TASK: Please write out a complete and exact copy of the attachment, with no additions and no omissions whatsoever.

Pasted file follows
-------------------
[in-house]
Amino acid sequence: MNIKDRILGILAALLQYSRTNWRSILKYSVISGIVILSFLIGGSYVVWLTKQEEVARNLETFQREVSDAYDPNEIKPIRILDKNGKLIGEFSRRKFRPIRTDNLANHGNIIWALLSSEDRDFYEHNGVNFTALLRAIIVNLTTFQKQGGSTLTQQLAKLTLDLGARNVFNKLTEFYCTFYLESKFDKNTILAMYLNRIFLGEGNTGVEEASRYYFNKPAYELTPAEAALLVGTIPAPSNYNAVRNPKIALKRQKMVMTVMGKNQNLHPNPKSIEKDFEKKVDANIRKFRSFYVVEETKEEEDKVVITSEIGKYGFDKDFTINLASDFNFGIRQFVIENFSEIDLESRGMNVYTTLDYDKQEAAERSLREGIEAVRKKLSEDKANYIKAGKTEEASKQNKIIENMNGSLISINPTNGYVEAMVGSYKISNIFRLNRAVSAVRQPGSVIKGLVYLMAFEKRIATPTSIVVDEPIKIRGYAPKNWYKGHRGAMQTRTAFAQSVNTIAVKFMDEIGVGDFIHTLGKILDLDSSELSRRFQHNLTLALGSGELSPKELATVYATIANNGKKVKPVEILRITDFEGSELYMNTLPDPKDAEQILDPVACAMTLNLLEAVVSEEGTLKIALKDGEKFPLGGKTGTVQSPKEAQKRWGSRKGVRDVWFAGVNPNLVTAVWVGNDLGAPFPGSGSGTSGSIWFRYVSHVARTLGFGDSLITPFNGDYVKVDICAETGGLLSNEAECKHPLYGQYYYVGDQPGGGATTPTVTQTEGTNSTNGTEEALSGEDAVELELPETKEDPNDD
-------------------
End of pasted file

[in-house]
Amino acid sequence: MNIKDRILGILAALLQYSRTNWRSILKYSVISGIVILSFLIGGSYVVWLTKQEEVARNLETFQREVSDAYDPNEIKPIRILDKNGKLIGEFSRRKFRPIRTDNLANHGNIIWALLSSEDRDFYEHNGVNFTALLRAIIVNLTTFQKQGGSTLTQQLAKLTLDLGARNVFNKLTEFYCTFYLESKFDKNTILAMYLNRIFLGEGNTGVEEASRYYFNKPAYELTPAEAALLVGTIPAPSNYNAVRNPKIALKRQKMVMTVMGKNQNLHPNPKSIEKDFEKKVDANIRKFRSFYVVEETKEEEDKVVITSEIGKYGFDKDFTINLASDFNFGIRQFVIENFSEIDLESRGMNVYTTLDYDKQEAAERSLREGIEAVRKKLSEDKANYIKAGKTEEASKQNKIIENMNGSLISINPTNGYVEAMVGSYKISNIFRLNRAVSAVRQPGSVIKGLVYLMAFEKRIATPTSIVVDEPIKIRGYAPKNWYKGHRGAMQTRTAFAQSVNTIAVKFMDEIGVGDFIHTLGKILDLDSSELSRRFQHNLTLALGSGELSPKELATVYATIANNGKKVKPVEILRITDFEGSELYMNTLPDPKDAEQILDPVACAMTLNLLEAVVSEEGTLKIALKDGEKFPLGGKTGTVQSPKEAQKRWGSRKGVRDVWFAGVNPNLVTAVWVGNDLGAPFPGSGSGTSGSIWFRYVSHVARTLGFGDSLITPFNGDYVKVDICAETGGLLSNEAECKHPLYGQYYYVGDQPGGGATTPTVTQTEGTNSTNGTEEALSGEDAVELELPETKEDPNDD